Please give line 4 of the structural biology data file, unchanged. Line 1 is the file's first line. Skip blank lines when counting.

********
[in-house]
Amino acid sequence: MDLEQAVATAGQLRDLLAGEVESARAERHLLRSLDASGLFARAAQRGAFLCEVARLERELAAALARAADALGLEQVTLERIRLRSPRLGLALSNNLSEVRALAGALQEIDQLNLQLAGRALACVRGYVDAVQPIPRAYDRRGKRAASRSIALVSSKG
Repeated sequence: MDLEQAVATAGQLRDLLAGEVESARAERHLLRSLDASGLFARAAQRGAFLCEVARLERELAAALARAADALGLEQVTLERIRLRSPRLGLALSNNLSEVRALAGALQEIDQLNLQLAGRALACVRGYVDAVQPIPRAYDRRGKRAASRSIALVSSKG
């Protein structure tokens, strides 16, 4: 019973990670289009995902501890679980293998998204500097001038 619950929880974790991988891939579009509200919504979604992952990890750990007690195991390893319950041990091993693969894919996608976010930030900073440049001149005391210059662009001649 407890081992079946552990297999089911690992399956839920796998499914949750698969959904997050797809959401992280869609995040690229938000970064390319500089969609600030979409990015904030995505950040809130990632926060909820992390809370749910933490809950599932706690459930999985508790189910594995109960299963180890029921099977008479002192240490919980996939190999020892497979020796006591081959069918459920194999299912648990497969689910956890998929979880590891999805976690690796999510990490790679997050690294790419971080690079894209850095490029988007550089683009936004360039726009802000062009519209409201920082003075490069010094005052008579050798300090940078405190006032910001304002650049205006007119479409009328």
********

């Protein structure tokens, strides 16, 4: 019973990670289009995902501890679980293998998204500097001038 619950929880974790991988891939579009509200919504979604992952990890750990007690195991390893319950041990091993693969894919996608976010930030900073440049001149005391210059662009001649 407890081992079946552990297999089911690992399956839920796998499914949750698969959904997050797809959401992280869609995040690229938000970064390319500089969609600030979409990015904030995505950040809130990632926060909820992390809370749910933490809950599932706690459930999985508790189910594995109960299963180890029921099977008479002192240490919980996939190999020892497979020796006591081959069918459920194999299912648990497969689910956890998929979880590891999805976690690796999510990490790679997050690294790419971080690079894209850095490029988007550089683009936004360039726009802000062009519209409201920082003075490069010094005052008579050798300090940078405190006032910001304002650049205006007119479409009328």